“What do you want to do when you grow up?” This is the age-old question…
Written by: Ray Giese, Director of Career Development
Every young adult hopes to ultimately find their way to the corner of the “Happy & Wealthy” quadrant by choosing a career that will provide them with a lifetime of earnings and personal satisfaction. The prevailing thought is that every high school graduate must apply for and attend a college of their choice to help secure their chosen career path. Each year high school students and their parents engage in the mad scramble to apply to the elite colleges with the hope of acceptance to the top choice on their list. Often concurrent with that effort is the frantic search for the funds to help pay for the education. Both students and parents firmly believe this ritual is the ticket to success in life, with the final destination being the intersection of Happy & Wealthy.
How Are We Doing?
So as a society, how are we doing in this regard? What grade should we give ourselves in guiding young adults to their final destination? The reality is sobering, and the grade assigned is low. According to the U.S. Department of Education National Center for Education Statistics, of the full-time students entering college in 2010 (the study of the most current cohort), only 40% completed their studies leading to a degree within the typical four-year timeline.
|4-year graduation rate – all 4-year institutions, nationwide||40%|
|6-year graduation rate – all 4-year institutions, nationwide||60%|
|College students never graduating – all 4-year institutions, nationwide||40%|
|The employment rate for college graduates, 2017||78%|
Another 20% take up to six years to graduate, while 40% of students entering a four-year college never graduate (but likely still have student loan debt to repay). While 78% of college graduates find employment after graduating from college, 22% do not. Of the 40% who did not finish college, nearly all stated that affordability was a prime consideration in deciding not to complete their degree (Federal Reserve System, 2018).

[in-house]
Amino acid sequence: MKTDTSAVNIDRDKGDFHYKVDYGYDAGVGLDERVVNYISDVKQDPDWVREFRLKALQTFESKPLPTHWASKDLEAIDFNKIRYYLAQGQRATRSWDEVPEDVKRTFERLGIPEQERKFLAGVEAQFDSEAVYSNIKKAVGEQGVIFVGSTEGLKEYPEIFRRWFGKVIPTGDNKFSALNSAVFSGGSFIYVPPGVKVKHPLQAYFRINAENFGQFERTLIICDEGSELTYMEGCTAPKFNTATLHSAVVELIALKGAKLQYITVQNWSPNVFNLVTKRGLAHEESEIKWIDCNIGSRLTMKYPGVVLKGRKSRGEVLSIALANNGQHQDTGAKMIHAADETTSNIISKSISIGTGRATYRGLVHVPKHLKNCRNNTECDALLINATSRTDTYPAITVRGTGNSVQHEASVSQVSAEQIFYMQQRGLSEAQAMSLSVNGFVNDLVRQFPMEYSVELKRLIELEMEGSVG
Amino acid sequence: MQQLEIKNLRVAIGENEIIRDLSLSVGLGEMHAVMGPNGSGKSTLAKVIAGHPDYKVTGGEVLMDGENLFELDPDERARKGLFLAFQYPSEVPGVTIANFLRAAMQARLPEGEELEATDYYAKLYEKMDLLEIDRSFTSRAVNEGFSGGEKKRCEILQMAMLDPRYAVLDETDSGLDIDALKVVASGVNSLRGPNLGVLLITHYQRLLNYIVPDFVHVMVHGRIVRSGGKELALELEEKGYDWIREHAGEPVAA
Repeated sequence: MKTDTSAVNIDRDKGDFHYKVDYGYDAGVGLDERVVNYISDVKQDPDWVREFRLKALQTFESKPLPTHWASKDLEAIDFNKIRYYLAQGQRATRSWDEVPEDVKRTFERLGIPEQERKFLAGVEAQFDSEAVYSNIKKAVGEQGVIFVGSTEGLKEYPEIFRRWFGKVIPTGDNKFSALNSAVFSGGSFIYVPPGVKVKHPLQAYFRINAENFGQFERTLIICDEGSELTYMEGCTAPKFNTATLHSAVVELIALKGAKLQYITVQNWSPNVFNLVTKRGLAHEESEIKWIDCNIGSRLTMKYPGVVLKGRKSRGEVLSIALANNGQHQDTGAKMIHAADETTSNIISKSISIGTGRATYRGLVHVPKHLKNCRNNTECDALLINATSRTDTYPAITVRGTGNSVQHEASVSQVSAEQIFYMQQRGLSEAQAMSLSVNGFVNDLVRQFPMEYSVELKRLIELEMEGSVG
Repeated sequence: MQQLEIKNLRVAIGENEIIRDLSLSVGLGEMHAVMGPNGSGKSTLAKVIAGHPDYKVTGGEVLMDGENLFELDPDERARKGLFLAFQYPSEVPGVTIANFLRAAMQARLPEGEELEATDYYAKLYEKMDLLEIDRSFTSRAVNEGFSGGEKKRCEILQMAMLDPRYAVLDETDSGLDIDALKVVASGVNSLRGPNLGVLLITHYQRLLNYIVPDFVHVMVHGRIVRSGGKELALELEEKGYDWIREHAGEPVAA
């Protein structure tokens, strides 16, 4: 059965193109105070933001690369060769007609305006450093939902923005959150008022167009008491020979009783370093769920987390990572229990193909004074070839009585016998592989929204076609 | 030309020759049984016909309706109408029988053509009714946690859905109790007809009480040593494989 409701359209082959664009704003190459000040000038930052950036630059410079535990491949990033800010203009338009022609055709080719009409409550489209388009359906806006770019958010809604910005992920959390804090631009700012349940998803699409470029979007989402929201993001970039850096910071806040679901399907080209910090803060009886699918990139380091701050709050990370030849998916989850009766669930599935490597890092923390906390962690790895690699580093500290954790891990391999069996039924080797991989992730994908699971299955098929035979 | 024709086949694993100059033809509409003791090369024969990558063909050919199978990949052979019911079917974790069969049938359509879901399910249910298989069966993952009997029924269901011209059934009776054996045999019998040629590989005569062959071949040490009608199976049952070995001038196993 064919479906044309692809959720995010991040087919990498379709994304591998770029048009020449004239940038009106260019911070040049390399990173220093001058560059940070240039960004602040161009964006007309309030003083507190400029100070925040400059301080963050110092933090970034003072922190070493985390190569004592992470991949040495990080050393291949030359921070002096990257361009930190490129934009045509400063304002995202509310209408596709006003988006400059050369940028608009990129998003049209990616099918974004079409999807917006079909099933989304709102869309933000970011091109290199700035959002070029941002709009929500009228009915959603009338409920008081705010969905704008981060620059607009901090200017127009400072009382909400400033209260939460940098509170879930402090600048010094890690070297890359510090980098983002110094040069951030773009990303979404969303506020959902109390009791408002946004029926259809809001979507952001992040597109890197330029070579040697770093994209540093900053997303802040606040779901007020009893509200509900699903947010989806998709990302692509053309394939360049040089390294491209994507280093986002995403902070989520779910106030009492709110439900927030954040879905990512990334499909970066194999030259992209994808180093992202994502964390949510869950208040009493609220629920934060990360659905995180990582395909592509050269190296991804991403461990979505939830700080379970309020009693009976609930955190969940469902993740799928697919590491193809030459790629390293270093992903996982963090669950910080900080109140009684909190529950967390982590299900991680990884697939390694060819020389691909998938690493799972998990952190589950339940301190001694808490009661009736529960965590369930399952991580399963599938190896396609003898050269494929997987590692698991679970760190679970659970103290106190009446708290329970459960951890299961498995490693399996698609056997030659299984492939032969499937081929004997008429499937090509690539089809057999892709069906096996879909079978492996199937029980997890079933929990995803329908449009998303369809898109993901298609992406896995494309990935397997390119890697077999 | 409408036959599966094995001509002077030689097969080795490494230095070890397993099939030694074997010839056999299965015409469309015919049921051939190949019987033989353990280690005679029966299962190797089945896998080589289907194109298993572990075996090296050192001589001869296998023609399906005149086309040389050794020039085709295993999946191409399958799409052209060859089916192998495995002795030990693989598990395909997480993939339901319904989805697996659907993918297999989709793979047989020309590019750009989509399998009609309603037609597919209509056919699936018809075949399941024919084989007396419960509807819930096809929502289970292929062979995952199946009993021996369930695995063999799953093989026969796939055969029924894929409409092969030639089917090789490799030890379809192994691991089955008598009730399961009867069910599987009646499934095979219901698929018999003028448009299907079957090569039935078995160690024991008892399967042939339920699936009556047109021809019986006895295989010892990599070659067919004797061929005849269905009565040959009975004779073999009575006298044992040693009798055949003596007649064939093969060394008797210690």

Solutions to Date Don’t Address the Root Cause
Solutions to improve the outcomes have included:
- Focus on in-state community colleges and transfer programs that cost less;
- Look for a part-time job on campus to help defray costs;
- Pursue available scholarships with vigor;
- Build and stick to a budget;
- Research future occupations before committing to a primary course of study;
- Assess the return on investment of any potential career;
- If currently in debt, consider refinancing options.
However, none of these possible solutions focus on the root cause of the problem. There is a lack of planning for post-high school advanced training and education to help students identify a “best fit” career and the appropriate college (or advanced training opportunity) to help them prepare for that career.
Personal financial wellness begins from the capacity to earn a living – making sustainable wages and setting aside a consistent portion of those wages towards future needs, wants, and wishes. In turn, the capacity to earn a living depends on matching and integrating natural abilities, skills, interests, values, goals, family background, and personal style to reveal “best fit,” sustainable, and satisfying career opportunities. Thus, it stands to reason that the best way to ensure long-term financial wellness and personal satisfaction is through a career development planning process that helps students identify, select, and secure best fit careers.